Wear with Pride: LGBTQ badges at the British Museum | Curator’s Corner Season 2 Episode 3

Wear with Pride: LGBTQ badges at the British Museum | Curator’s Corner Season 2 Episode 3


I have in front of me some of the 400 lesbian and gay badges in the collection of the British Museum. I’m Philip Attwood. I’m Keeper of Coins and Medals
here at the British Museum. Welcome to my corner. I think it’s probably little known that the
British Museum has a collection of lesbian and gay badges and the reason that we collect these badges the antecedence of them are the medals that
the Museum has always collected. And what we have here are some late 18th-century
medals some anti-slavery medals and also some medals that were produced for
the general election in 1807. These were all mass produced and you can see
that this one has a little hole. It’s pierced and so it could be worn. These were very popular throughout the 19th century but were completely superseded in the 20th century… in the 1890s in America
the modern button badge was developed. And it immediately took over and superseded
the medal for these purposes because it was cheaper. The British Museum acquired its first button
badges in 1906 as part of a larger collection of medals that was given to us in that year and so when the first badges entered the Museum
they were really quite a new idea. The first large collection of badges to arrive at the British Museum came in 1978 as a donation from a collector and this included a small
number of lesbian and gay badges and we have one of those here. This badge which says: ‘How dare you presume I’m heterosexual’. The badges show a range of campaigns from
the very earliest badges of the Gay Liberation Front from the early 1970s the well-known symbols of gay liberation: the lambda for instance here in a badge that came in 1982 but which was made in the 1970s. And then of course all of the gay pride marches beginning in 1976 and then carrying through over the different years. And we also have individual campaigns such as
the ‘Gay News Fights On’ campaign showing Mary Whitehouse – famous for her ‘Clean up
TV’ campaign. We received a very nice piece of publicity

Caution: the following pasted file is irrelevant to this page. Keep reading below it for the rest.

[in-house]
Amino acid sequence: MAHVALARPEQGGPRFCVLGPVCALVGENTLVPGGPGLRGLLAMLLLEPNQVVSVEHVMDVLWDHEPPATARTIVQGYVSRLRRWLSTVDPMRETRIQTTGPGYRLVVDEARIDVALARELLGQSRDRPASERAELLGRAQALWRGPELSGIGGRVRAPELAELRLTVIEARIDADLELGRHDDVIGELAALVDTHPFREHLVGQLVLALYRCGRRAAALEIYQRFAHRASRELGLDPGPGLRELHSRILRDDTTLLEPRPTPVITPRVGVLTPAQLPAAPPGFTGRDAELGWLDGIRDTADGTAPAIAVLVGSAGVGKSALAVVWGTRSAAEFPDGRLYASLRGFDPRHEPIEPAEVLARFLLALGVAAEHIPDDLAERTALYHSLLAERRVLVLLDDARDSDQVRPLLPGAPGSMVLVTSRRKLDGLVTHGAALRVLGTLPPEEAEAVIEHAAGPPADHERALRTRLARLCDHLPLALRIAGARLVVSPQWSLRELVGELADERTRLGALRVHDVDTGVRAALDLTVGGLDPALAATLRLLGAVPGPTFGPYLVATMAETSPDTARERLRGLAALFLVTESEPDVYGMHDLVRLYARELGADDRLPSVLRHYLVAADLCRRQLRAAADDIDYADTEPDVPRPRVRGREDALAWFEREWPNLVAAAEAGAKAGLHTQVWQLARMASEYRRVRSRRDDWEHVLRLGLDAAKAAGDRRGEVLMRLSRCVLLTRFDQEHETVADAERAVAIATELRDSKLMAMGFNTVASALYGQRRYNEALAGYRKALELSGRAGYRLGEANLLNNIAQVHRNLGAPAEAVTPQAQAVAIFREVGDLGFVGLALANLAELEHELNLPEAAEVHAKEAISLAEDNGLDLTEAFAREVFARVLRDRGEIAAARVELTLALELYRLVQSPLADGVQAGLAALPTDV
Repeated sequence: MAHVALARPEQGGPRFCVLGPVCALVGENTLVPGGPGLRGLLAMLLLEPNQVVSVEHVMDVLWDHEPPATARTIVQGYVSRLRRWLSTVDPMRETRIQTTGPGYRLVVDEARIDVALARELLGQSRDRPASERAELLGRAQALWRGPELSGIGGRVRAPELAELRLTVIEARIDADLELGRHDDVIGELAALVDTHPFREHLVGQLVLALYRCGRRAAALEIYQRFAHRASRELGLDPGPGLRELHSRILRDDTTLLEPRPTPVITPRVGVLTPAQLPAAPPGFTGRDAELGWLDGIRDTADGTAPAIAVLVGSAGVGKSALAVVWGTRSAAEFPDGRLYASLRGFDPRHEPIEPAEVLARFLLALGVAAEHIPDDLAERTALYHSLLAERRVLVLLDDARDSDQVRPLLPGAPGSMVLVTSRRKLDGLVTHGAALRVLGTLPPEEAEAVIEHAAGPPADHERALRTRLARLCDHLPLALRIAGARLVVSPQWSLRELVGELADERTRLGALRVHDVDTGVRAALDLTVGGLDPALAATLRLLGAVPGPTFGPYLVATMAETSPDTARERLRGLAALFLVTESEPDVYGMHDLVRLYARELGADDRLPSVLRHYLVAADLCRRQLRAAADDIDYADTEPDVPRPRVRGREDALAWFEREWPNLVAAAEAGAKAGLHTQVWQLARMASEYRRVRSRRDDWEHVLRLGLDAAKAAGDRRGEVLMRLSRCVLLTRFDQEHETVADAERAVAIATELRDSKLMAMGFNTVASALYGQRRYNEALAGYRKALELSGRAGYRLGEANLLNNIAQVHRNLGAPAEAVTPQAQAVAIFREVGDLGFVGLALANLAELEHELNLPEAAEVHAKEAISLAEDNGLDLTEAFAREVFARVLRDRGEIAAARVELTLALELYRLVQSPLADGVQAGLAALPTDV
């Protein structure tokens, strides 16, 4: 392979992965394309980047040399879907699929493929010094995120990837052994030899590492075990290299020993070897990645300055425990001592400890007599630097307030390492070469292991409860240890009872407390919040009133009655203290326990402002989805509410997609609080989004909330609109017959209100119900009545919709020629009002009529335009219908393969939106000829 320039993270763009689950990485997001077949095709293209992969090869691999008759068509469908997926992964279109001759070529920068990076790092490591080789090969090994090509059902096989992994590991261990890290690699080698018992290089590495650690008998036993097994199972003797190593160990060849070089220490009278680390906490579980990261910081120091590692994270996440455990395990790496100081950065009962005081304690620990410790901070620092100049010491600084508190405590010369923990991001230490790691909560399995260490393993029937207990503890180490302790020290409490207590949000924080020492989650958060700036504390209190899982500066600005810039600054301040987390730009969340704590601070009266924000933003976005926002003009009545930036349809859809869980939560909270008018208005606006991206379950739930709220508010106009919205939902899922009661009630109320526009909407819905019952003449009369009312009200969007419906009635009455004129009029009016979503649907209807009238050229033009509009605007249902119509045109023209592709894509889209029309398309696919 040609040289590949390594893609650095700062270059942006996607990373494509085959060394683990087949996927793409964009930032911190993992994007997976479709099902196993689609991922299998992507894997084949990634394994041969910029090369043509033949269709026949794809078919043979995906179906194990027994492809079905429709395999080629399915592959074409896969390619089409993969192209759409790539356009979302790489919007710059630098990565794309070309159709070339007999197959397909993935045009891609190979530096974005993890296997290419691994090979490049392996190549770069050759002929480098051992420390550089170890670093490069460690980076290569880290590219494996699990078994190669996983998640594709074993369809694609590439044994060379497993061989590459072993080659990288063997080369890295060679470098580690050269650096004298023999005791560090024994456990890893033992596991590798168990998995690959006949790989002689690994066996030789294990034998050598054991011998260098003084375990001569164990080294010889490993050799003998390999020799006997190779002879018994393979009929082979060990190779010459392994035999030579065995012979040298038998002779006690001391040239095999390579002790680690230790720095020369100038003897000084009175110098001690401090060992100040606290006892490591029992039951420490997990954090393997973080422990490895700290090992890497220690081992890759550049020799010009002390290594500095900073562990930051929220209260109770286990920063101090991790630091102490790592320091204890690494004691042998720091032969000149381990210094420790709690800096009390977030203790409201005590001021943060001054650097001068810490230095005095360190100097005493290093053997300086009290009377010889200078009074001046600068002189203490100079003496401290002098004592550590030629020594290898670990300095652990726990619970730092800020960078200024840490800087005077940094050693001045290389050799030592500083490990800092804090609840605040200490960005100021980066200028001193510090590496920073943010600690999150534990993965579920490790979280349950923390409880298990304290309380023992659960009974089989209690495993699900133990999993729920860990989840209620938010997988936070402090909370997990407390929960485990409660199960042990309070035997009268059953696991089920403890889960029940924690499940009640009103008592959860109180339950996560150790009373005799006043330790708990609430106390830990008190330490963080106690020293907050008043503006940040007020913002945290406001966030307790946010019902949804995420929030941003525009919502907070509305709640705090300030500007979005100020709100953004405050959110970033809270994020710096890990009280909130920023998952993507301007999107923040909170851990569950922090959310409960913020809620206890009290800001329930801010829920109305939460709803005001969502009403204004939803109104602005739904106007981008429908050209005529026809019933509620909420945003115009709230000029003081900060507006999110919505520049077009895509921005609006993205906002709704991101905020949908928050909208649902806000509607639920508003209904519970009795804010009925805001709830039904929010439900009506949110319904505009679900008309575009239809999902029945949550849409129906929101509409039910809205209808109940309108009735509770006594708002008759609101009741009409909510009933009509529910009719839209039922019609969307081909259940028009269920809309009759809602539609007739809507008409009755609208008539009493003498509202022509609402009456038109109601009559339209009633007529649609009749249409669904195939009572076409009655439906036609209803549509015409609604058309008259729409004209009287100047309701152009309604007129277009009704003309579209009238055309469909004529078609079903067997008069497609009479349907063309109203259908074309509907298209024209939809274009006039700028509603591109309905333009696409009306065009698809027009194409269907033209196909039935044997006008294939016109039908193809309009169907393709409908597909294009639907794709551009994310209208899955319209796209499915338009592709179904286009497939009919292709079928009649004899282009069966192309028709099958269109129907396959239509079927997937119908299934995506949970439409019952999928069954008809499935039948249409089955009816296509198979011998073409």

in 1987 when the badge collection of the British Museum featured in the Pride programme. We have here an article ‘100 years of CAMP
BADGES at the British Museum’ and he says ‘Its collection of lesbian and gay badges
is not widely known but is kept in the butch Coins and Medals section just to the left of those very interestingly painted Greek vases’. It was a good bit of publicity for us and it meant that quite a number of donations
came into the Museum. This badge here is an American badge. It’s a rather beautiful badge It says ‘Radical Radishes’ on it and it has two radishes with the leaves formed into a very decorative pattern and the two radishes have the female symbols and what we were told at the time was that
it had been produced in 1971 by a militant lesbian organisation in the United States… infuriatingly that’s all that we know about it. So if anyone does have any information on
this badge then please leave a message in the comment section. We’ll leave an image
of the badge up at the end of the film so that you can have a good look at it. Badges have been particularly important for the lesbian and gay movement because of the emphasis I think, placed on coming out. Through
wearing a badge, lesbians and gay men ceased to be invisible. The reason that we have this collection of
lesbian and gay badges is because we believe that they are very important social documents. That they mirror what has been an extraordinary transformation in social attitudes in the last 40 or so years and also I think acts as a tribute to the
members of the LGBTQ community who have brought about this transformation through their actions both individually and collectively. If you know anything about this badge, please leave us a message in the comments below.

33 thoughts on “Wear with Pride: LGBTQ badges at the British Museum | Curator’s Corner Season 2 Episode 3”